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Your Top 3 Questions About FUE, Answered

fue procedureAbout two-thirds of men experience some hair loss by the time they’re 35, and 90% of balding men say that hair loss is their top concern. With numbers like those, it’s no surprise that 800,000 people seek hair loss treatments every year.

There are many treatment types, including hair replacement options done via surgery, scalp pigmentation, laser hair growth stimulation and even topical applications. Some are more successful than others, and not all patients are good candidates for all methods. But if you’re investigating any or all of your hair restoration options, one term you’re likely to come across is FUE.


How Do FUE Procedures Work?

FUE stands for follicular unit extraction, and is one method used to harvest hair from a donor site on the patient’s body and then transplant it to the desired hair (often the front of the hairline). Usually, donor hair is located at the back and sides of the scalp, although beard and torso hair can be used under certain circumstances. As opposed to the strip harvesting method used in traditional transplants, in FUE procedures the surgeon makes a circular incision around each follicular unit and extracts it, which leaves a small hole in the scalp. These donor follicular units are then grafted into what are called “recipient sites” that have been prepared with a small, needle-like instruments. These grafts continue to grow and produce hair. Some of the best doctors offering the procedure actually use robotic systems in order to deliver a more precise result.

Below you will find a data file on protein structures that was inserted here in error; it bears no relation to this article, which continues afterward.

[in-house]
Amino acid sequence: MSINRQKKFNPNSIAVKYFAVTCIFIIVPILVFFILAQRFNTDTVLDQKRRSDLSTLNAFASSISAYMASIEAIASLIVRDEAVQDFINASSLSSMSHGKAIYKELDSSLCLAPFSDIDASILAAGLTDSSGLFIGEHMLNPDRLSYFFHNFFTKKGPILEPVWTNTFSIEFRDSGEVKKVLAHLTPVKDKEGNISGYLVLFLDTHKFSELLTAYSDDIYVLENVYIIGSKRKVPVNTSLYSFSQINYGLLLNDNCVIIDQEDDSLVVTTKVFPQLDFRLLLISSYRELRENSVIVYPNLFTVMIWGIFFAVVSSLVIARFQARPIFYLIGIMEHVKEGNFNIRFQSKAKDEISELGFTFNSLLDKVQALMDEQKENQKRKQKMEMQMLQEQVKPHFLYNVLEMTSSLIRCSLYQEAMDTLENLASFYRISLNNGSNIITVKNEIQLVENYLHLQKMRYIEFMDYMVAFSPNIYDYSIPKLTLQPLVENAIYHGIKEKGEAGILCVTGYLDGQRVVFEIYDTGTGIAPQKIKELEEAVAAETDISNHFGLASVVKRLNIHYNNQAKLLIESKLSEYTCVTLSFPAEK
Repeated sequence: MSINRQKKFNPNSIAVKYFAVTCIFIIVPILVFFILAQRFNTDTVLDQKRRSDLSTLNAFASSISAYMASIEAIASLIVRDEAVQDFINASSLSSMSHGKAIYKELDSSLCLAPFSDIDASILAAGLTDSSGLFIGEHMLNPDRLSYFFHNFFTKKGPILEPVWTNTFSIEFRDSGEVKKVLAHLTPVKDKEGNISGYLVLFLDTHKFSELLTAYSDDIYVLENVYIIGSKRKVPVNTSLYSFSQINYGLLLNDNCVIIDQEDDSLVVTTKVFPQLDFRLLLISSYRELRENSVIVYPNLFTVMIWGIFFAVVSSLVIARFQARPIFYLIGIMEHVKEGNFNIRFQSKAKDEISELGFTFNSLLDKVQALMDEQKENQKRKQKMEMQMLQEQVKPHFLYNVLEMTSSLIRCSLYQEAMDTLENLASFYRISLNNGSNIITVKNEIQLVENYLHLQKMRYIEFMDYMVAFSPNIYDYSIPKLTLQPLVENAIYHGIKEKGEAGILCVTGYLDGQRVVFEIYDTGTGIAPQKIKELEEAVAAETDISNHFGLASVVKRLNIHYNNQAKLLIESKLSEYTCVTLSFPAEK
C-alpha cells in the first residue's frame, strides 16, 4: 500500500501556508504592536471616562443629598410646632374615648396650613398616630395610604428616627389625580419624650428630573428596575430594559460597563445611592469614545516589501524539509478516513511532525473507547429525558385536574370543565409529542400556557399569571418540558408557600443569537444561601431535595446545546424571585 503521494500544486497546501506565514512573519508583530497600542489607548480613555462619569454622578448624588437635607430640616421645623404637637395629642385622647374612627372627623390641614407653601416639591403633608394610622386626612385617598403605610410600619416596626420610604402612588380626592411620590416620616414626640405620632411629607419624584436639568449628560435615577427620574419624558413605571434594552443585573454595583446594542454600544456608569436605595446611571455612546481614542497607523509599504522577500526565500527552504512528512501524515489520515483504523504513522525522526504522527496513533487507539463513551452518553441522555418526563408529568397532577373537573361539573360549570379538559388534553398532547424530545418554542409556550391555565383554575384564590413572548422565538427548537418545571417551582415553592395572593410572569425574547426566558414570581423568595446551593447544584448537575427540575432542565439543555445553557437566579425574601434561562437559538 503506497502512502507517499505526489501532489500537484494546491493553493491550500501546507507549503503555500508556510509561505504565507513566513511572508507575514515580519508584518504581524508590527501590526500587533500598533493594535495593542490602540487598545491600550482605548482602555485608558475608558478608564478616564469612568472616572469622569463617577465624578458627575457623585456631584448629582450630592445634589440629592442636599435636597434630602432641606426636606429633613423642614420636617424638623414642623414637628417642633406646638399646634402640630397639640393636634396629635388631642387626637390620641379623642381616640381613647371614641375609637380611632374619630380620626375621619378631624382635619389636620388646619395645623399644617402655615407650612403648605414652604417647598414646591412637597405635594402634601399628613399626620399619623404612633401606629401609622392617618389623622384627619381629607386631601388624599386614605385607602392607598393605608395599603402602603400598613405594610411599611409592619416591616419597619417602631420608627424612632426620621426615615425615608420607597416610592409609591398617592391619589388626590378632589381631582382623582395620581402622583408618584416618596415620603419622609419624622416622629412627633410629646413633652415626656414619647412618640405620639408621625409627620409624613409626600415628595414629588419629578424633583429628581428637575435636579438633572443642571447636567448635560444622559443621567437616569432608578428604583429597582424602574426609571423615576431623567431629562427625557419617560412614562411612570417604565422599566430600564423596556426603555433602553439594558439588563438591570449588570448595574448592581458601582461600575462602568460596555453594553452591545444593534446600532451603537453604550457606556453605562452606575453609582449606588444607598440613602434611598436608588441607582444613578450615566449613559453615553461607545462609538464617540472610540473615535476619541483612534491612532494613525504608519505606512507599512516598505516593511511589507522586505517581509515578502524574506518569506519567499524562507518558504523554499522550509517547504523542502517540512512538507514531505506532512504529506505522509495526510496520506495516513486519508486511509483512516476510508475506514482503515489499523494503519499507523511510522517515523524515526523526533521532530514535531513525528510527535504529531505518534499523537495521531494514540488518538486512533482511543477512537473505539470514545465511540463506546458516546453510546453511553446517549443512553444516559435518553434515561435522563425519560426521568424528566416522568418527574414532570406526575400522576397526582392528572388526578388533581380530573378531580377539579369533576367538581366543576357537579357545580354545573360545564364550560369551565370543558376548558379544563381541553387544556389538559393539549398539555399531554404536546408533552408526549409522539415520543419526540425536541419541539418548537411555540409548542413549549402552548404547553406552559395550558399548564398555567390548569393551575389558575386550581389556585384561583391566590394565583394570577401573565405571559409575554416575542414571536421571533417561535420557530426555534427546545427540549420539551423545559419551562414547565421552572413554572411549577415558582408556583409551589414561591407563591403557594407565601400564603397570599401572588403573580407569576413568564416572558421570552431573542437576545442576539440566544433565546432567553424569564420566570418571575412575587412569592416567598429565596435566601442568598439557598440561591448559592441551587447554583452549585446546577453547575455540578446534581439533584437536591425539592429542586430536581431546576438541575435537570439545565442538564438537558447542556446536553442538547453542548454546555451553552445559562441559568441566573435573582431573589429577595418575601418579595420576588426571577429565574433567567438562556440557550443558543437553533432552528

What Are the Benefits of FUE?

The greatest benefit of FUE over other hair restoration methods is that the results aren’t simply an illusion, as in pigmentation options or even high-end custom wigs; it’s your own hair, growing naturally. The results of hair transplantation are basically the same regardless of the harvesting method, but FUE causes fewer concerns at the donor site than strip harvesting. The wounds at each extraction site are only 1 millimeter in diameter and generally heal completely in a little over a week. The scars are tiny, covered by surrounding hair and therefore virtually invisible.


Who Is a Good Candidate for FUE? 

Because of the discreet nature of the scarring left on the donor area, FUE is a good option for men who want to be able to wear their hair short in the back. A shorter recovery time may also appeal to men who need to get back to strenuous activities in a short period of time (it’s important to note, however, that the procedure requires the area to be shaved, which might be a cosmetic concern for men with high-profile jobs). FUE procedures are also commonly recommended for patients who have had trouble healing from a previous hair transplant using traditional strip harvesting, or to disguise scars from previous surgeries.

What other questions do you have about FUE? Ask in the comments.